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Unmet service needs evaluated by case managers among disabled patients on hemodialysis in Japan

Authors Sugisawa H, Shinoda T, Shimizu Y, Kumagai T, Sugisaki H, Ohira S

Received 26 September 2017

Accepted for publication 14 December 2017

Published 15 March 2018 Volume 2018:11 Pages 113—123


Checked for plagiarism Yes

Review by Single-blind

Peer reviewers approved by Dr Lucy Goodman

Peer reviewer comments 2

Editor who approved publication: Professor Pravin Singhal

Hidehiro Sugisawa,1 Toshio Shinoda,2 Yumiko Shimizu,3 Tamaki Kumagai,4 Hiroaki Sugisaki,5 Seiji Ohira6,†

1Department of Gerontology, Graduate School of Gerontology, J. F. Oberlin University, Tokyo, 2Department of Medical Care Technology, Faculty of Medical and Health Science, Tsukuba International University, Tsuchiura, 3Department of Community Health Nursing, The Jikei University School of Nursing, Chofu, 4Department of Fundamental Nursing, Graduate School of Nursing, Osaka City University, Osaka, 5Hachioji Azumacho Clinic, Hachioji, Tokyo, 6Sapporo Kita Clinic, Sapporo, Hokkai-do, Japan

Professor Dr. Seiji Ohira passed away on September 5, 2017

Background: This study aimed to investigate the levels of unmet needs for home and ­community-based services (HCBS) evaluated by case managers (CMs) among disabled patients on hemodialysis (DPHD) and to examine factors related to unmet needs. Unmet needs for HCBS were defined as situations in which patients do not use or underuse HCBS despite needing them. Candidates for the factors relating to unmet needs for HCBS included three dimensions: predisposing, enabling, and need factors.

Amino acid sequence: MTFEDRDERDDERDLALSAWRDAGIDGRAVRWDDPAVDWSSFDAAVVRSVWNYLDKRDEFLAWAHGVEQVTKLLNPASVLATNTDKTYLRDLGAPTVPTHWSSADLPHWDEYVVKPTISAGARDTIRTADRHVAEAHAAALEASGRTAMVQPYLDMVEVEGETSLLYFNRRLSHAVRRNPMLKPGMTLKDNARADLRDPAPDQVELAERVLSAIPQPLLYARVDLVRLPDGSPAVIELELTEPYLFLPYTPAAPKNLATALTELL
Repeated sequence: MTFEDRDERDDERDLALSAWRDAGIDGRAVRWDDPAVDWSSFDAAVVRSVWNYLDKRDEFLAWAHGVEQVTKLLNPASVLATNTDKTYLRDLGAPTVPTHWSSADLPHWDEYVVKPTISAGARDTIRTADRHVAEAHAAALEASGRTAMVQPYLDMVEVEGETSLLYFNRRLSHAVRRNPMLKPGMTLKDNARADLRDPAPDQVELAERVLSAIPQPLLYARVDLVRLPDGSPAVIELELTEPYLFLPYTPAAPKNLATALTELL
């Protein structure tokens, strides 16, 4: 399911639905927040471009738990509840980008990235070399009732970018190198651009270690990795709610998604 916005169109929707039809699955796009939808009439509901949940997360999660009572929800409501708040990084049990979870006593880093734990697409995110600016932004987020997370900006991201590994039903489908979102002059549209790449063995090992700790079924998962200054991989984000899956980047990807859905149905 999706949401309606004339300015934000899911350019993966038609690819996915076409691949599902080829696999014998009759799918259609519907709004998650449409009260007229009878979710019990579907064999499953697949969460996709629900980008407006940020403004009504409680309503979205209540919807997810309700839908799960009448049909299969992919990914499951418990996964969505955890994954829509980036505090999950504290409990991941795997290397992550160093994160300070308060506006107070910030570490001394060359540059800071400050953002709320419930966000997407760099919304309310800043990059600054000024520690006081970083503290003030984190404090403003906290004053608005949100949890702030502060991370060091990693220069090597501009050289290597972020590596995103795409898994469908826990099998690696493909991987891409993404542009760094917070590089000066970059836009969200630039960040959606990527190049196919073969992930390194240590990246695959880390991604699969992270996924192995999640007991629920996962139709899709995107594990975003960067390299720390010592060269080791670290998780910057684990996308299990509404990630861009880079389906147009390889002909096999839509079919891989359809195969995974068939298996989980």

Methods: Self-administrated questionnaires were collected from 391 CMs of DPHD certified with long-term care insurance. These were introduced by the dialysis facilities that a member of the Japanese Association of Dialysis Physicians belonged to. CMs were asked questions about their management of each individual case. HCBS included home help, visiting nursing, daycare, and short stay.
Results: The prevalence of unmet needs for each HCBS ranged from 32% for home help to 48% for short stay. Barriers to service usage in the patients were associated with unmet needs for all four services. The patients with more severe cognitive malfunction were more likely to have unmet needs for visiting nursing and short stay. Heavier burden with caregiving was associated with more likelihood of unmet needs for home help and short stay.
Conclusion: CMs need to monitor unmet needs after coordinating HCBS for DPHD and need to encourage HBCS use among patients with impaired cognitive function and caregivers with heavier caregiving burdens.

disabled hemodialysis patients, long-term care, home and community-based services, Andersen’s behavioral model, barriers to service usage, Japan

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